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Better prospects for Kenya coconut farmers from hybrid seeds

by Bedah Mengo NAIROBI (Xinhua) -- Farmers in the Coastal region of Kenya are set for better times following the launch of hybrid coconut varieties after years of relying on the locally propagated ones.

This will be the first time for farmers in the East African nation to plant the hybrid coconuts imported from India.

Coconut is a major cash crop in the region, which is Kenya’s tourism bedrock, but for many years, farmers have been planting local varieties that take at least five years to mature.

The new hybrid varieties mature in about two years and offer higher yields.

Priscilla Gathiga, the CEO of Micro Enterprise Support Program Trust (MESPT), a development organization that imported the seeds into the country, said on Friday that for years farmers at the Coast have been growing only two local varieties.

These are the East African Tall, which has been in production since the introduction of coconut growing in the country with no improvement in terms of research, and the Dwarf variety mainly planted for ornamental purposes and for its water.

"We have imported a total of 6,000 coconut seeds which will be planted on 120 acres next week under the care of Kenya Agricultural and Livestock Research Organization.

After six months of successful observation, the seedlings will be distributed to smallholder farmers across the Coast," said Gathiga.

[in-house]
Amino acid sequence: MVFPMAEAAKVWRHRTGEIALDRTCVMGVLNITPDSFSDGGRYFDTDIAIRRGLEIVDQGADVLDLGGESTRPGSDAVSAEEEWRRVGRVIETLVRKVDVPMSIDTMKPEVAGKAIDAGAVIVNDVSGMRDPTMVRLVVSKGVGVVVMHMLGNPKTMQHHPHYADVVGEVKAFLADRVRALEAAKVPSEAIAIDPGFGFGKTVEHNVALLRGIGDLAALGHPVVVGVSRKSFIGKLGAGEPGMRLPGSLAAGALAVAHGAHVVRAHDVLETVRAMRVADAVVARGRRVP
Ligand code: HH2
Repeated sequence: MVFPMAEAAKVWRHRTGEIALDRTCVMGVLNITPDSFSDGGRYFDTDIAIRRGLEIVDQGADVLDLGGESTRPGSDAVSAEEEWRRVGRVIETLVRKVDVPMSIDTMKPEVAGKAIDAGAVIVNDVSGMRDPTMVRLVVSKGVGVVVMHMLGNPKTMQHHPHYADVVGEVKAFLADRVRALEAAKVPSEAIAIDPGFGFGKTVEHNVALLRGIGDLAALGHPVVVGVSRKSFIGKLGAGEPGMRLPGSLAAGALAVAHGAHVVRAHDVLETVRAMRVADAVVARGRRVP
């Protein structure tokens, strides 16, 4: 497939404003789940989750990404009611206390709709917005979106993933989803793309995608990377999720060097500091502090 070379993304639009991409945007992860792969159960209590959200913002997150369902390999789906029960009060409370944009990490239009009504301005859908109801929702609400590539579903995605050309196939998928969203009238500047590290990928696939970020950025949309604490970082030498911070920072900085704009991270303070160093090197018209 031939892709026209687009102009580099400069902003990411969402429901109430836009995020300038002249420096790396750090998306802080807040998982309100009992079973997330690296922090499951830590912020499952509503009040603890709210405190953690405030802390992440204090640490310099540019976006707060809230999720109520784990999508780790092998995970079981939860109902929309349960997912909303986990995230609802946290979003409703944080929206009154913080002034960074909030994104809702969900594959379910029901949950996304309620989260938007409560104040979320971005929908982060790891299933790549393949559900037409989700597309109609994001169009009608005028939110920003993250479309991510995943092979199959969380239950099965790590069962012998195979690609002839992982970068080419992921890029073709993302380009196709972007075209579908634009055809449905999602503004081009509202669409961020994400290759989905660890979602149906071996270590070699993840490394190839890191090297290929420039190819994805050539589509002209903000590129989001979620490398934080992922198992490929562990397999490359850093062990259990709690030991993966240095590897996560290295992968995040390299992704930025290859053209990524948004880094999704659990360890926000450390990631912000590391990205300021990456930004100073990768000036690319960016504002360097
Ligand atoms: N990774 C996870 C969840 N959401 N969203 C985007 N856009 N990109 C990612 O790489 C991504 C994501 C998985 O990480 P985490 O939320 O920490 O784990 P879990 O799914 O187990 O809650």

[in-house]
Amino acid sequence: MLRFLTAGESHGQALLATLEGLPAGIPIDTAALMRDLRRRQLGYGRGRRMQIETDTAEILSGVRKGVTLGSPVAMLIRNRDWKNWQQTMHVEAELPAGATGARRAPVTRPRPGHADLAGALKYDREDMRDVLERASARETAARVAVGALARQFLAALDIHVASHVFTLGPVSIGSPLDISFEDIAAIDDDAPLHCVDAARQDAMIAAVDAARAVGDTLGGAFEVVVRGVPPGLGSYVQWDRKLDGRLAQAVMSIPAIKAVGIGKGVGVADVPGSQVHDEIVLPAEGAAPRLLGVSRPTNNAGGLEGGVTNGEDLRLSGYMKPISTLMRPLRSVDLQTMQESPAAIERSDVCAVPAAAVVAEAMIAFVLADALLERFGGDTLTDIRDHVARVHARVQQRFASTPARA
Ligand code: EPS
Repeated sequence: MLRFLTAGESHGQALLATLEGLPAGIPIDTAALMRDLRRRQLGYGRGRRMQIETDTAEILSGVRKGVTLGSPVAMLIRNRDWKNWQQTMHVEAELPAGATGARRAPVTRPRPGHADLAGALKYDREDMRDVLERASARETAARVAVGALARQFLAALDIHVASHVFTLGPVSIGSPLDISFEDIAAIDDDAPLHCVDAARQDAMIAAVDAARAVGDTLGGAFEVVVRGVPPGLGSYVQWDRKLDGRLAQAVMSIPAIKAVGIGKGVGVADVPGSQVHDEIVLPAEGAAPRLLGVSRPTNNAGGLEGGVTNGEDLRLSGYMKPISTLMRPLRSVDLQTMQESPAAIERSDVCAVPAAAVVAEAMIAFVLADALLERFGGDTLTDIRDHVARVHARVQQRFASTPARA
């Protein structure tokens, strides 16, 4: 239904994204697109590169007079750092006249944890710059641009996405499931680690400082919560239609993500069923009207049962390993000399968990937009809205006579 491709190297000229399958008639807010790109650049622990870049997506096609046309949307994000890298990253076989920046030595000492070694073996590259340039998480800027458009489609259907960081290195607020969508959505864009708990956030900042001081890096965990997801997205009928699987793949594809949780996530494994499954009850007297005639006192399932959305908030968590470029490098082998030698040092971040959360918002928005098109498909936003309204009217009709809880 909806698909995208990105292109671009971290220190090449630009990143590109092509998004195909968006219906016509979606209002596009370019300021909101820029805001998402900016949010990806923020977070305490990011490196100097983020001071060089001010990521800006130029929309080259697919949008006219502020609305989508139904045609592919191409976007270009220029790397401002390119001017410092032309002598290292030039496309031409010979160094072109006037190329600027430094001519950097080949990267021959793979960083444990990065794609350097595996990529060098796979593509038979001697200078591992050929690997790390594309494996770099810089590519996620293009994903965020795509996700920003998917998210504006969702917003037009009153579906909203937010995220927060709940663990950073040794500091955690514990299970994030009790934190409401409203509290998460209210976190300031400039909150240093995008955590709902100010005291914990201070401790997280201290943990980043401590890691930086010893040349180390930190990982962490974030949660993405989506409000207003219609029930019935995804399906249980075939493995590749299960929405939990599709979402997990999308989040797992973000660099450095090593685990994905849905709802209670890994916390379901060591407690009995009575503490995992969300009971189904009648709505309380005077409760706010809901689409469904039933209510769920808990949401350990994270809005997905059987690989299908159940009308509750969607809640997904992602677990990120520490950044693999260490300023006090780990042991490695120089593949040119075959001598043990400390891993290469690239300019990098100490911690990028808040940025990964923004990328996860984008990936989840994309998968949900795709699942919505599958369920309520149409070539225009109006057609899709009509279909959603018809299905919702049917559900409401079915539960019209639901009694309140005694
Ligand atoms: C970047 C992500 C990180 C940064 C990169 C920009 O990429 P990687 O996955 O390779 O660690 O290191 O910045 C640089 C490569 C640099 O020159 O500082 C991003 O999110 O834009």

The trend in other coconut growing countries has been that of introducing improved hybrid varieties. However, while Kenya has successfully propagated hybrid seeds for other crops, coconut has lagged behind.

Farmers at the Coast welcomed the development noting that the new varieties would offer them more income.

Coconut offers many products that include oil, water, syrup and sugar, besides the leaves being used for thatching houses.

The crop is the most dominant at the Coast and is one of the tourist attractions in the region, with visitors mainly loving the coconut water locally known as madafu, which goes at 0.3 U.S. dollars a cup.

"With the new varieties, I know my work as a grower, a taper and a coconut honey maker would get a big boost," said Simon Mbaji.

Besides honey, he also makes wine from coconut water, selling a 750-ml bottle at 0.7 dollars, having acquired the skills from a state agency.

Other products that can be produced from coconut sap include vinegar, jam, sauce and nectar.

"The products from coconut include both edible and non-edible and can offer raw material for several agro-industrial activities.

"The hybrid palms are product specific, that is they produce water, oil content, fibre content and palm wine production," said Gathiga.

According to the Nuts Development Authority, coconut can earn Kenya up to 250 million dollars in revenue annually if fully exploited.

However, the crop is currently earning the currently some 10 million dollars due to poor quality seedlings and lack of value addition.

The authority notes that the Coastal region has some 8 million coconut trees but most of them are too old.

"Market for Kenya’s coconut products is mainly in Tanzania and the U.S. but production is low due to many challenges that include poor seeds.

"With hybrid seeds, farmers should hope for better times as better varieties of seeds have boosted production of crops like avocados and passion fruits which are being exported to Europe," said Henry Wandera, an economics lecturer in Nairobi.

           

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